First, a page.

How to Translate a Korean Cosmetics Ingredients List

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A little while ago, I tried out Evas Vitamin Cleansing Dessert Magic Cream Soap in Berry Mix Extract. It’s essentially a solid cleansing oil, which had me intrigued… but unfortunately, the ingredients list only existed online. In Korean. In JPG form. What’s a girl to do but learn Korean?

Luckily, Korean turns out to be a LOT easier than Chinese or Japanese, because it has an alphabet (Hangul), and the ingredient names are transliterations of the English words. So once you translate the word and read it out loud, it’s an approximation of how the English word sounds. There’s a fantastic comic called Learn to Read Korean in 15 minutes here (it’s a bit more complex than he makes out, but it gives you the general gist – there’s a more complex chart here), and a couple of Korean/English ingredients lists here and here, which I used liberally throughout this long and arduous journey.

Here’s the ingredients list:

vitamin-cleansing-dessert-ingredients

I painstakingly typed it out as this, using Microsoft Word’s Hangul character picker:

정제수, 글리세린, 스테아릭애씨드, 포타슘하이드록사이드, 라우릭애씨드, 라우라마이드디이에이, 글라이콜디스테아레이트, 글리세릴스테아레이트, 피이지-100스테아레, 비비즈왁스, 티타늄디옥사이드, 폴리쿼터늄-7, 올리브오일, 판테놀 (100 mg/100g), 토코페릴아세테이트, 산자나무수, 나이아신아마이드, 하이드로제네이티드레시틴, 프로필렌글라이콜, 비에이치티, 에탄올, 마그네슘아스코빌포스페이트, 레티닐팔미테이트, 세라마이드3, 블랙베리추출물, 블루베리추출물, 라즈베리추출물, 아사이야자추출물, 하이드록시에칠셀룰로오스, 잔탄검, 마카다미아씨오일, 디소듐이디티에이, 메칠파라벤, 적색227호, 황색5호, 향료

Now onto the translation part.

Each character corresponds to a syllable. The different bits in each character correspond to consonant and vowel sounds.

For example, let’s look at the second ingredient 글리세린:

글 is G + EU + R/L

리 is L + I

세 is S + E

린 is L + I + N

So, “geulliselin”… glycerin!

Of course, you can stick them into Google Translate too to get a quick translation. There are also a few ingredients that are reasonably common and transliterates to a Korean word that you can’t guess, e.g. ingredient number one, “정제수” or “jeongjesu”, which is water. There are also a few words that Google Translate doesn’t recognise, and you won’t recognise either unless you’re a particularly good guesser who knows every single cosmetics ingredient name (e.g. 하이드록시에칠셀룰로오스 = “haideulogsiechilsellullooseu”, which Google thinks is “hydroxy cellulose paint”) – that’s where Ctrl+F and those Korean ingredient translation lists come in handy. This particular ingredients list was particularly challenging because the resolution of the image made the “notches” hard to make out.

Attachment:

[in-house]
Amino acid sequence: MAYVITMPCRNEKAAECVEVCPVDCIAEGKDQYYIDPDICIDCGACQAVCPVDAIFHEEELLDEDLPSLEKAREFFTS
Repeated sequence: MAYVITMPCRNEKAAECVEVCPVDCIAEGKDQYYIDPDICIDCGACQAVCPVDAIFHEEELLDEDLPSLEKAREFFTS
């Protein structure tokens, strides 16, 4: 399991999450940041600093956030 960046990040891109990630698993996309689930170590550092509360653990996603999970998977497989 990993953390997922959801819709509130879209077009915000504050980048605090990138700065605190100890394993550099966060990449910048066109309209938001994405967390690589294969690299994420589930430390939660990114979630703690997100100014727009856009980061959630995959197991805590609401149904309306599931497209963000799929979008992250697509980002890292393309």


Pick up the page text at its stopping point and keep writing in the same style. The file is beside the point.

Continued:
The whole process is actually quite fun if you like code-breaking puzzles, which I do! Here’s the translated ingredients list:

Water, Glycerin, Stearic Acid, Potassium Hydroxide, Lauric Acid, Lauramide DEA, Glycol Distearate, Glyceryl Stearate, PEG-100 Stearate, Beeswax, Titanium Dioxide, Polyquaternium-7, Olive Oil, Panthenol (100 mg/100g), Tocopheryl Acetate, Hippophae Rhamnoides (Sea Buckthorn) Water, Niacinamide, Hydrogenated Lecithin, Propylene Glycol, BHT, Ethanol, Magnesium Ascorbyl Phosphate, Retinyl Palmitate, Ceramide 3, Rubus Fruticosus (Blackberry) Fruit Extract, Vaccinium Angustifolium (Blueberry) Fruit Extract, Rubus Idaeus (Raspberry) Fruit Extract, Euterpe Oleracea (Acai) Fruit Extract, Hydroxyethylcellulose, Xanthan Gum, Macadamia Ternifolia Seed Oil, Disodium EDTA, Methylparaben, CI 17200 (Red 33), CI 15985 (Yellow 6), Fragrance

I hope this post helps if you’ve had the same translation problem as me!

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8 thoughts on “How to Translate a Korean Cosmetics Ingredients List”

  1. This is a really cute post! I love how you’re mixing beauty with education 😉 I really appreciate the simplicity of Hangul, I was lucky enough to learn it as a child but my friends picked it up really quickly too. Such a logical alphabet! And a beautiful language too 🙂

    Reply
    • Thanks! I don’t know if I’m really in a position to educate about Korean, being not-Korean and this being my first foray into translating a Korean ingredients list, but I thought it might help at least one person out there… and I’ll probably need a reminder next time I try 🙂

      Reply
  2. Great post! Dic.naver.com can be a good dictionary to use as well if you need to translate something from Korean to English, or vice versa 🙂

    Reply

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